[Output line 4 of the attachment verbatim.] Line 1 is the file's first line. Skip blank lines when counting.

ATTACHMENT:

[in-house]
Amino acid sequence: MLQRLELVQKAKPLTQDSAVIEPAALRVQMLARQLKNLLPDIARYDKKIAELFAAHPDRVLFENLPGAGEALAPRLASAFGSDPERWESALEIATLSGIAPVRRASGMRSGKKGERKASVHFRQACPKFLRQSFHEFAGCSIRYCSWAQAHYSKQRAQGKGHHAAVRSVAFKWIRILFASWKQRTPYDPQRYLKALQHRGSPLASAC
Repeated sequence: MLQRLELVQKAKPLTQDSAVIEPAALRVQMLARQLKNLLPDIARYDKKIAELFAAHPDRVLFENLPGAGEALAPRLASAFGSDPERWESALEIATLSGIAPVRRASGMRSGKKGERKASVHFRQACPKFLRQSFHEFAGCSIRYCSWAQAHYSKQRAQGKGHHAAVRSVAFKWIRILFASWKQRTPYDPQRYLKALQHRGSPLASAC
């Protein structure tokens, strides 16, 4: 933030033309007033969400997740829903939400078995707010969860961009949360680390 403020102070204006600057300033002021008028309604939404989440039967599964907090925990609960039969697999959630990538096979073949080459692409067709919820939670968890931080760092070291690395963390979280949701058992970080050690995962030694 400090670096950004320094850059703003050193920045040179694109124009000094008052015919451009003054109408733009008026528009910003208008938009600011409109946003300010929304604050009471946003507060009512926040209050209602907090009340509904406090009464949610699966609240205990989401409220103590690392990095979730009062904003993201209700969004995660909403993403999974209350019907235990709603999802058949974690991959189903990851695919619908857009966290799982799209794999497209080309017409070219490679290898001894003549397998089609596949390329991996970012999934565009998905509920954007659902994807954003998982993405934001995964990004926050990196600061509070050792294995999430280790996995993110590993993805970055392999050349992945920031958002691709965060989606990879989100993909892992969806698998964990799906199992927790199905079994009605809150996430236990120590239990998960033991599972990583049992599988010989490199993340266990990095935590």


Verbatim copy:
């Protein structure tokens, strides 16, 4: 933030033309007033969400997740829903939400078995707010969860961009949360680390 403020102070204006600057300033002021008028309604939404989440039967599964907090925990609960039969697999959630990538096979073949080459692409067709919820939670968890931080760092070291690395963390979280949701058992970080050690995962030694 400090670096950004320094850059703003050193920045040179694109124009000094008052015919451009003054109408733009008026528009910003208008938009600011409109946003300010929304604050009471946003507060009512926040209050209602907090009340509904406090009464949610699966609240205990989401409220103590690392990095979730009062904003993201209700969004995660909403993403999974209350019907235990709603999802058949974690991959189903990851695919619908857009966290799982799209794999497209080309017409070219490679290898001894003549397998089609596949390329991996970012999934565009998905509920954007659902994807954003998982993405934001995964990004926050990196600061509070050792294995999430280790996995993110590993993805970055392999050349992945920031958002691709965060989606990879989100993909892992969806698998964990799906199992927790199905079994009605809150996430236990120590239990998960033991599972990583049992599988010989490199993340266990990095935590």